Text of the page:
From the end of this year, 2 of 3 global importers of Western Sahara's controversial conflict minerals are from New Zealand. This week, locals protested in the city of Dunedin.
A local environmental organisation in Dunedin, New Zealand, this weekend protested the arrival of a bulk vessel entering the port, loaded with phosphate rock from occupied Western Sahara.
In the background of the photos, one can spot the vessel 'Triton Valk', just having arrived the port. The importer of the cargo is the fertilizer company Ravensdown.
“The occupation is pretty brutal” said Rose Murphy, spokesperson for Environmental Justice Ōtepoti, who were behind the protest , “I think the people of Dunedin would be horrified to know that a local business is funding such an injustice", she said.
Ms. Murphy stated that their group supports the right to self determination of the Saharawi people. "Ravensdown and Ballance should stop dealing in Blood Phosphate until they get a referendum for their independence", she said.
Last year a ship carrying phosphates destined for New Zealand was detained in South Africa as their courts ruled that the cargo was stolen from the people of Western Sahara.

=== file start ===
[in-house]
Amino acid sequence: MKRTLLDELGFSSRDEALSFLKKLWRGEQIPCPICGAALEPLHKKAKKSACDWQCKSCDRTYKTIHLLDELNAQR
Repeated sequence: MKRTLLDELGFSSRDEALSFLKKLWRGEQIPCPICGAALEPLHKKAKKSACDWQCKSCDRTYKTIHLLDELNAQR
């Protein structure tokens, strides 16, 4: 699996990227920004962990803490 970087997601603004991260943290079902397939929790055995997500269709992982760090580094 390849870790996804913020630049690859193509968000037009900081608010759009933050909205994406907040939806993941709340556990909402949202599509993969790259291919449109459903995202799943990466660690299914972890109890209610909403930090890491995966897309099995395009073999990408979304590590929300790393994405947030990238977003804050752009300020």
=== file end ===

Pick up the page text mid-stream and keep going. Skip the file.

The people of Western Sahara are calling for Ravensdown LTD and Ballance Agri-Nutrients to “stop stealing their future”. The two New Zealand fertilizer cooperatives are the last two companies that still import from the occupied territory apart from one Indian company partially owned by the Moroccan royal family.
All other previous importers globally have stopped purchasing from the controversial mine. The trade of the mineral from 2017 is reported in the WSRW report P for Plunder 2017, published in April 2018.
The Saharawi government has asked Ravensdown compensation for the goods, which the fertilizer cooperative had purchased from Morocco, the occupier.
The group owner of Triton Valk is Sumitomo Corp from Japan, while ship manager and operator is Triton Navigation BV from Amsterdam, the Netherlands.
The two New Zealand companies Ravensdown and Ballance Agri-Nutrients, now the only two clients of phosphate rock from occupied Western Sahara in the world, are defending their purchases on social media. Here is what is wrong with what they claim.
The New Zealand Fertiliser Association, representing the controversial importing companies in New Zealand is quoted by national TV that they are "aware of what's happening in Western Sahara but that's no reason not to use phosphate rock from the area".
Two vessels are about to arrive New Zealand with phosphates from occupied Western Sahara.